Q: We have been talking about breaking down functional silos in the supply chain and achieving end-to-end integration for a long time. Kirk, what is different about the "control tower" approach and the "power of one" concept that you talk about at Kinaxis?
Munroe: In the past, technology was built to support the various functional silos and we looked for ways to integrate those silos to get an end-to-end view. But as businesses moved along, it became clear that it is virtually impossible to synchronize across all these different silos and still be responsive enough to the consumer. Trying to stitch all these together resulted in too much latency to support a nimble business. So the difference is having a technology that can do most of these functions in a single product.
Gaspari: I agree. At NCR we were really siloed and had people using one point system or another, or ERP, or Excel spreadsheets. But once we implemented Kinaxis and started rolling it out, we could literally connect the dots. We had to focus on change management to get people to give up the tools they had been using, but we did cross-functional training and we had the cross-functional leadership and support to get past these biases.
Bittinger: The "power of one" concept is not so much an organizational statement as it is the power of one business focus, the power of one supply network, the power of one deliverable. There will always be functional areas with specific mastery and skill development, but by using the control tower technology along with cultural and organizational strategies, you keep people focused on one outcome, one business, one system that you are delivering. Then you do mastery and skill development around that.
Cecere: It used to be that we had these big computers that did calculations, but the organizational memory still depended on people teaching people, so we basically had dumb supply chains. We might get the technology to respond quicker, but it was not able to sense or analyze or simulate. But now, with in-memory processing, we have the ability to look simultaneously at various events and put the organizational memory in the system's memory, so we can get outputs with analytics and intelligence. It is a much better use of computing.
Bittinger: That's so true. Earlier this week I was talking about process capability with one of my clients and one person said, "we don't have that capability," and someone else in the room said, "yes we do, come and see me." So even within the same business, if you don't know the right person or where the information is within the company or the right question to ask, you might be out of luck. If only Jim has the knowledge that Susan needs, you sort of have to rely on synchronicity and hope those two people will meet up in the right place at the right time. But when you are able to get that knowledge out of Jim and put it out there for everyone in the organization to use, it changes everything.
Cecere: And one of the things I really worry about is the turnover of supply chain planners, because we are losing a lot of people and a lot of legacy information, which means that the ability to get information out there for the entire organization to use and compare globally is more important than ever.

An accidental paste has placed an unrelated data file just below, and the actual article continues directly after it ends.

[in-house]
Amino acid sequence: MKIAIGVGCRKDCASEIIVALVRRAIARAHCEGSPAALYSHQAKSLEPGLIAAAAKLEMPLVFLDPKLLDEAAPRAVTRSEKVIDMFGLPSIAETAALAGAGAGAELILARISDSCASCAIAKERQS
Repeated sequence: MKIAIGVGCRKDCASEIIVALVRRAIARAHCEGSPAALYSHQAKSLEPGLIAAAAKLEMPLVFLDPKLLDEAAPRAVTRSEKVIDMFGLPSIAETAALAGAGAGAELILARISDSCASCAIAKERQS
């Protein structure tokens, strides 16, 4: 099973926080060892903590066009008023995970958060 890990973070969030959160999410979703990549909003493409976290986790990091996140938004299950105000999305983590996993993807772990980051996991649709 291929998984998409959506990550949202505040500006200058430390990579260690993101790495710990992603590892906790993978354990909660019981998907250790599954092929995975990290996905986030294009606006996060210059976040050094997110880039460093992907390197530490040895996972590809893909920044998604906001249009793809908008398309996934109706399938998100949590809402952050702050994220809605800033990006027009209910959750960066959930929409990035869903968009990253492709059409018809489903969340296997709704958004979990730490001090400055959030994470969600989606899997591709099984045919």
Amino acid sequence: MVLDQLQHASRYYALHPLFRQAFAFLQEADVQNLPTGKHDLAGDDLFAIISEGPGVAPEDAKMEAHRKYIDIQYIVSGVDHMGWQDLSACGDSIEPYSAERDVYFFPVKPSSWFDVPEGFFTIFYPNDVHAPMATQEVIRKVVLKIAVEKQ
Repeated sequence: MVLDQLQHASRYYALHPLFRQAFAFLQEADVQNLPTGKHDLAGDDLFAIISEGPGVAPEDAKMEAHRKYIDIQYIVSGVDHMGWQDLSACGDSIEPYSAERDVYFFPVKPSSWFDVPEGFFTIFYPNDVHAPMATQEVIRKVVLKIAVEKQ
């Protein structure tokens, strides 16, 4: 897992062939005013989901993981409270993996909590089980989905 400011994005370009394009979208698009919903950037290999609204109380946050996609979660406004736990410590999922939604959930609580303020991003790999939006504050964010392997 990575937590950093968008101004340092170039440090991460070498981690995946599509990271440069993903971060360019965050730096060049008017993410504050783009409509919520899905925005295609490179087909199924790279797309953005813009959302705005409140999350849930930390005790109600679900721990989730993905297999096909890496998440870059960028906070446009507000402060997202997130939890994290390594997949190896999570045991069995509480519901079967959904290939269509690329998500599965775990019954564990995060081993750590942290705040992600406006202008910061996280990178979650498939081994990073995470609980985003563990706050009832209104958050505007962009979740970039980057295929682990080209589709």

Bittinger: I think that has been biggest challenge for most companies going through a supply chain transformation. It goes back to the "power of one" concept. I have my approach and you have your approach and maybe your approach is better for you in this specific situation, but once you get everybody on the same page, you start to get the cumulative impact and benefits of that access to knowledge and information. It is difficult for people going through a transformation to see this. They think they have developed this really fantastic Excel spreadsheet that does exactly what they want it to do, and there may be a slight reduction when they go to a standard that everyone is on. But there will also be a whole new universe of capability that is very hard to see when you are in the middle of it, which is why people start pulling back.
Cecere: So many people rely on Excel spreadsheets, but this is a really bad habit because you need a common data model to be able to make trade-offs, and every organization needs to make trade-offs to be effective. The supply chain is about communications, and if you have the ability to look at trade-offs and to translate that into what it means to your job when you are making a decision to go one way or another, that is a lot of the secret.
Munroe: That's a great point. The question for organizations is how to codify their strategy so that everyone can execute against it. Executives tend to think the people in the trenches are failing to execute as they should or that they don't care, but the people in the trenches have no idea what the strategy is beyond a balanced scorecard they may see once a year. So the ability to codify strategy into one system is huge. People want to do the right thing but some workers are a long way from the customer and we have to help them understand how what they do on a daily basis impacts the customer.